Warners - 2002 - 68 minutes
Perhaps the most satisfying thing about the Red Hot Chili Peppers' ever expanding success is that guitarist John Frusciante is around to enjoy it. Having experienced stardom very young with the albums 'Mother's Milk' and 'Blood Sugar Sex Magik', Frusciante left the band and then spent five years in a battle to wipe himself out. His rehabilitation and return came with 1999's 'Californication', but while that album was hailed as the quartet at their most pensive and mature, it pales in comparison to the moods and emotions they explore on 'By the Way'.
For years it seemed as if frontman Anthony Kiedis & Co were destined to grow old disgracefully, men for whom advancing years would not dull their appetite for churning out bass slapping soundtracks for college parties. 'Californication' dispelled that notion somewhat, this record wipes it out completely.
Suitably, the star is Frusciante. With a range and clarity that most outfits could only wish for, he makes every song bigger than itself without ever coming across as flashy or overwrought. It's the type of craft which would make even the laziest kid push themselves to practice harder and, crucially, coaxes his bandmates into upping their game completely.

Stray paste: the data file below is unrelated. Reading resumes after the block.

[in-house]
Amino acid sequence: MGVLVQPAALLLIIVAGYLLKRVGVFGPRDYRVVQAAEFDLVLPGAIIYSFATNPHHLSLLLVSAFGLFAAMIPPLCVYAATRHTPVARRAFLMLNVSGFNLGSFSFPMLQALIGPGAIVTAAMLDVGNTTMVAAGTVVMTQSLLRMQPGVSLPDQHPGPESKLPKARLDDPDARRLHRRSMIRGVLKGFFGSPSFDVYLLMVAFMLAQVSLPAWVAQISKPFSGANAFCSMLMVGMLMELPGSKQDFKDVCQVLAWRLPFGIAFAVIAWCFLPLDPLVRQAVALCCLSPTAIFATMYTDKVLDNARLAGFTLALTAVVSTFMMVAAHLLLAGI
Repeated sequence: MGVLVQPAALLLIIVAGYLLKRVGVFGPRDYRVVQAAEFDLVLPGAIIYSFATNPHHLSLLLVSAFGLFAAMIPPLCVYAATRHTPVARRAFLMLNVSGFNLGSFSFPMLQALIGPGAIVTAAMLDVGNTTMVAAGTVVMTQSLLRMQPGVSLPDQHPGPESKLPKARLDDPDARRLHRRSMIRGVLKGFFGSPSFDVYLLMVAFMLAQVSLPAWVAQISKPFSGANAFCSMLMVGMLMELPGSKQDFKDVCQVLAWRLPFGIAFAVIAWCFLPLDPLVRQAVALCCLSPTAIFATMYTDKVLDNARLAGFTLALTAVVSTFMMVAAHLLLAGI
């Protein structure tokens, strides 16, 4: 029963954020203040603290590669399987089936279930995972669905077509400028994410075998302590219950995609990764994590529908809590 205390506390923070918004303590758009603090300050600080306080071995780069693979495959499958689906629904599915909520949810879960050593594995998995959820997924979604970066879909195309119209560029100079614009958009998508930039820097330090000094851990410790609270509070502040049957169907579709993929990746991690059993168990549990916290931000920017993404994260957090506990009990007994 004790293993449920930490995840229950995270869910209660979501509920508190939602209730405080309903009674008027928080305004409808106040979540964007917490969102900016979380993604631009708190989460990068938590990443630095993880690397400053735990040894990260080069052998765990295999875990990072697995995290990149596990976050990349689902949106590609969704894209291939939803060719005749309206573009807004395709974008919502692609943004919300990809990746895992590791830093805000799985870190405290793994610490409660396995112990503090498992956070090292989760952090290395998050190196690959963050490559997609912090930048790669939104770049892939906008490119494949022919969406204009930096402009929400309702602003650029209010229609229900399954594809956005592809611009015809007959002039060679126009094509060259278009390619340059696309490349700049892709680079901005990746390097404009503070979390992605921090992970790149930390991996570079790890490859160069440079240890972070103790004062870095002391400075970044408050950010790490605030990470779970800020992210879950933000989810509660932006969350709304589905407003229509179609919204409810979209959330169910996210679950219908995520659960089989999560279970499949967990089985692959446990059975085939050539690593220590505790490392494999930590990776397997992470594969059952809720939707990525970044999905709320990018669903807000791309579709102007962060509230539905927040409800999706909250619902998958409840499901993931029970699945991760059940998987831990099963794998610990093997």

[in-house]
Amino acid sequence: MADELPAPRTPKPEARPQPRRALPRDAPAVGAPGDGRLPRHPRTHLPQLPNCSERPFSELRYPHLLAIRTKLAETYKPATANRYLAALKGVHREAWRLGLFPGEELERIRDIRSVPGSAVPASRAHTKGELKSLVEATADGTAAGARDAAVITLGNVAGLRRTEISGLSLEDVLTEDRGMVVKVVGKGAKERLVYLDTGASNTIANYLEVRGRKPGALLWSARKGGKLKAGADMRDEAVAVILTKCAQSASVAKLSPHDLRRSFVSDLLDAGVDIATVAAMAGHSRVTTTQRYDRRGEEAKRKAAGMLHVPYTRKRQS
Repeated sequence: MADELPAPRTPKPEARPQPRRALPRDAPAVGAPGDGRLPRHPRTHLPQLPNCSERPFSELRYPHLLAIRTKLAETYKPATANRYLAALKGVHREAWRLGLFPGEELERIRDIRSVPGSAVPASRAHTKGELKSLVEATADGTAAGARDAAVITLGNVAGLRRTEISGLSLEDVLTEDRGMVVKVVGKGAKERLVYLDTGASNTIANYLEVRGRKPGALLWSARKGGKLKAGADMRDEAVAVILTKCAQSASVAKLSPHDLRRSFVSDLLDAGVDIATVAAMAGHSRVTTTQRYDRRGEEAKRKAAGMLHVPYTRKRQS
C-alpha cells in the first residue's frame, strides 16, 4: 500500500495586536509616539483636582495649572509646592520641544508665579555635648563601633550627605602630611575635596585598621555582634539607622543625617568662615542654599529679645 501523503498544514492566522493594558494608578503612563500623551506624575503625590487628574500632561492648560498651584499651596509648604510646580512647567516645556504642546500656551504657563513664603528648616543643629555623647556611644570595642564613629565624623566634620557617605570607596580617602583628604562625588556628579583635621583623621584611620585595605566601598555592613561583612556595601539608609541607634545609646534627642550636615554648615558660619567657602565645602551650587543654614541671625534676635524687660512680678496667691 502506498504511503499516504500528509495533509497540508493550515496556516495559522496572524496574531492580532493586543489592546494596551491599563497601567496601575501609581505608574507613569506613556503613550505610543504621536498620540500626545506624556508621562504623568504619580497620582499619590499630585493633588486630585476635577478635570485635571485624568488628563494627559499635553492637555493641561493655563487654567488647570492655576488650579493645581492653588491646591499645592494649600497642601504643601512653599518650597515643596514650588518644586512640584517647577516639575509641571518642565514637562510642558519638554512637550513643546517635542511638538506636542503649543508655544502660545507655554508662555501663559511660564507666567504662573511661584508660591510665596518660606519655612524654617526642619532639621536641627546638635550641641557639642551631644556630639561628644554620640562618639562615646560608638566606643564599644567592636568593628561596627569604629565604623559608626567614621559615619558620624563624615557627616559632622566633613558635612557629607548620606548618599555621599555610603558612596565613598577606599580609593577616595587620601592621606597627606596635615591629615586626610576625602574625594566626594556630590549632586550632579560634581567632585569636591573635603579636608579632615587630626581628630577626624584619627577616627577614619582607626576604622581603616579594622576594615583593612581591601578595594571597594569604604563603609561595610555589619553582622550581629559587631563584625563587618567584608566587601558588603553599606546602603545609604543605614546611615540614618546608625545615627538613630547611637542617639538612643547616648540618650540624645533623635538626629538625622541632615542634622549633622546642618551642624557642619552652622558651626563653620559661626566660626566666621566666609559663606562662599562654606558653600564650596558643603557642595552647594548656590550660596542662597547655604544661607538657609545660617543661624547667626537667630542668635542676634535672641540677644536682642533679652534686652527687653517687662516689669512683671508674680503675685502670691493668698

Content to take a backseat behind Kiedis and Frusciante, bassist Flea and drummer Chad Smith are wonderfully understated and the result is a sad, wistful record that even people who can't abide by the quartet will probably like. There's little in the way of upbeat, even less in the way of rockouts but there are numerous tracks - 'Universally Speaking', 'Dosed', 'Midnight' - among the finest in their 18-year-career. Listening, the melancholy of 'Under the Bridge' seems primitive to what they achieve here.
At 16 tracks and 68 minutes, they run the danger, as with past albums, of losing you towards the close. But the only real letdown here is the ska of 'On Mercury', which sounds like the type of thing that No Doubt would now baulk at. Yet even that track is playful rather than pathetic and glossed over by the playing on the closing troika of 'Minor Thing', 'Warm Tape' and 'Venice Thing'.
This is a band that had a lot to answer for, a band for whom sexy always outweighed smart and one that inspired countless budget outfits to try their luck on an unsuspecting public. But Frusciante has showed that their future can be every bit better and brighter than what came before. Growing old has been the makings of the four of them and on 'By the Way' you'd forgive them just about everything.
Tracklisting: By the Way - Universally Speaking - This Is the Place - Dosed - Don't Forget Me - The Zephyr Song - Can't Stop - I Could Die for You - Midnight - Throw Away Your Television - Cabron - Tear - On Mercury - Minor Thing - Warm Tape - Venice Queen